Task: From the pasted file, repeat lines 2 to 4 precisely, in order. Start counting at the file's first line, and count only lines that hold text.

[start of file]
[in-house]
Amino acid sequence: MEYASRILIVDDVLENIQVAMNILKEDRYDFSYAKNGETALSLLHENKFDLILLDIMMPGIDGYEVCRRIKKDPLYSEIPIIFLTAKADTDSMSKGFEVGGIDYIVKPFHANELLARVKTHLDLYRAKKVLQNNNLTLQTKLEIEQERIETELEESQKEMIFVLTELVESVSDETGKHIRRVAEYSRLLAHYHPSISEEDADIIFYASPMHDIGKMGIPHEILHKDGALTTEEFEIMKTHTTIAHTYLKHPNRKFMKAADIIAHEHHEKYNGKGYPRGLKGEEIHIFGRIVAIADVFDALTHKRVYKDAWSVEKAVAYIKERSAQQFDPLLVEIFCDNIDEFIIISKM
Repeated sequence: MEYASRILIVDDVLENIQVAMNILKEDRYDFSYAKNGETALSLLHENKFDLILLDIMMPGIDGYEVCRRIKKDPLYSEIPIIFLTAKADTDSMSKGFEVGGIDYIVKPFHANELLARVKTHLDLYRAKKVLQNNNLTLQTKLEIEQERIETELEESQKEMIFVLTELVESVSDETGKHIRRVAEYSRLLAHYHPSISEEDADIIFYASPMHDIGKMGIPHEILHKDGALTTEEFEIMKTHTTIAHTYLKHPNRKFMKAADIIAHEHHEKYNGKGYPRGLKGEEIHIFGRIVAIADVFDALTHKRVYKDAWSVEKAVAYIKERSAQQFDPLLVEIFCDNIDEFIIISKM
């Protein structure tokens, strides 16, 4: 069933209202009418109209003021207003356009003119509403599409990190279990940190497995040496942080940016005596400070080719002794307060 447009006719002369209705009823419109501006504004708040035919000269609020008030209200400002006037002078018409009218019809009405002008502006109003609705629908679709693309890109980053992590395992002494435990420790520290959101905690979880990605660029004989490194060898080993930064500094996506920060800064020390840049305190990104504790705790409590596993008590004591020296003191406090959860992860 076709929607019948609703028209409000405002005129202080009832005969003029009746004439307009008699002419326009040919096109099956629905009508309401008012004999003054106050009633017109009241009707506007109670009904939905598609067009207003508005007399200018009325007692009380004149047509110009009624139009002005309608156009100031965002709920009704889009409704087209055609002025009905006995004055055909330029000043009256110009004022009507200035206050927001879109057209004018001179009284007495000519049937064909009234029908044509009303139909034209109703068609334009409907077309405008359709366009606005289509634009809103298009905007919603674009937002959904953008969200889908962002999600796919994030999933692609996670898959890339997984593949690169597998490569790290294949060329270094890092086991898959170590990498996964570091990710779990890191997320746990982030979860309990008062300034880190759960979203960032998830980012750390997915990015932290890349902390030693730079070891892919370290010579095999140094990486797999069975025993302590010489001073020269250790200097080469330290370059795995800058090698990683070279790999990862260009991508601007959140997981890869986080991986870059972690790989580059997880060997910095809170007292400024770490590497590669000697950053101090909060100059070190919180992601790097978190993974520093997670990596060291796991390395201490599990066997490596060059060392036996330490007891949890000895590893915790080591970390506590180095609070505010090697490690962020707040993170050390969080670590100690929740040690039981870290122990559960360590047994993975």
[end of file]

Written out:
Amino acid sequence: MEYASRILIVDDVLENIQVAMNILKEDRYDFSYAKNGETALSLLHENKFDLILLDIMMPGIDGYEVCRRIKKDPLYSEIPIIFLTAKADTDSMSKGFEVGGIDYIVKPFHANELLARVKTHLDLYRAKKVLQNNNLTLQTKLEIEQERIETELEESQKEMIFVLTELVESVSDETGKHIRRVAEYSRLLAHYHPSISEEDADIIFYASPMHDIGKMGIPHEILHKDGALTTEEFEIMKTHTTIAHTYLKHPNRKFMKAADIIAHEHHEKYNGKGYPRGLKGEEIHIFGRIVAIADVFDALTHKRVYKDAWSVEKAVAYIKERSAQQFDPLLVEIFCDNIDEFIIISKM
Repeated sequence: MEYASRILIVDDVLENIQVAMNILKEDRYDFSYAKNGETALSLLHENKFDLILLDIMMPGIDGYEVCRRIKKDPLYSEIPIIFLTAKADTDSMSKGFEVGGIDYIVKPFHANELLARVKTHLDLYRAKKVLQNNNLTLQTKLEIEQERIETELEESQKEMIFVLTELVESVSDETGKHIRRVAEYSRLLAHYHPSISEEDADIIFYASPMHDIGKMGIPHEILHKDGALTTEEFEIMKTHTTIAHTYLKHPNRKFMKAADIIAHEHHEKYNGKGYPRGLKGEEIHIFGRIVAIADVFDALTHKRVYKDAWSVEKAVAYIKERSAQQFDPLLVEIFCDNIDEFIIISKM
């Protein structure tokens, strides 16, 4: 069933209202009418109209003021207003356009003119509403599409990190279990940190497995040496942080940016005596400070080719002794307060 447009006719002369209705009823419109501006504004708040035919000269609020008030209200400002006037002078018409009218019809009405002008502006109003609705629908679709693309890109980053992590395992002494435990420790520290959101905690979880990605660029004989490194060898080993930064500094996506920060800064020390840049305190990104504790705790409590596993008590004591020296003191406090959860992860 076709929607019948609703028209409000405002005129202080009832005969003029009746004439307009008699002419326009040919096109099956629905009508309401008012004999003054106050009633017109009241009707506007109670009904939905598609067009207003508005007399200018009325007692009380004149047509110009009624139009002005309608156009100031965002709920009704889009409704087209055609002025009905006995004055055909330029000043009256110009004022009507200035206050927001879109057209004018001179009284007495000519049937064909009234029908044509009303139909034209109703068609334009409907077309405008359709366009606005289509634009809103298009905007919603674009937002959904953008969200889908962002999600796919994030999933692609996670898959890339997984593949690169597998490569790290294949060329270094890092086991898959170590990498996964570091990710779990890191997320746990982030979860309990008062300034880190759960979203960032998830980012750390997915990015932290890349902390030693730079070891892919370290010579095999140094990486797999069975025993302590010489001073020269250790200097080469330290370059795995800058090698990683070279790999990862260009991508601007959140997981890869986080991986870059972690790989580059997880060997910095809170007292400024770490590497590669000697950053101090909060100059070190919180992601790097978190993974520093997670990596060291796991390395201490599990066997490596060059060392036996330490007891949890000895590893915790080591970390506590180095609070505010090697490690962020707040993170050390969080670590100690929740040690039981870290122990559960360590047994993975």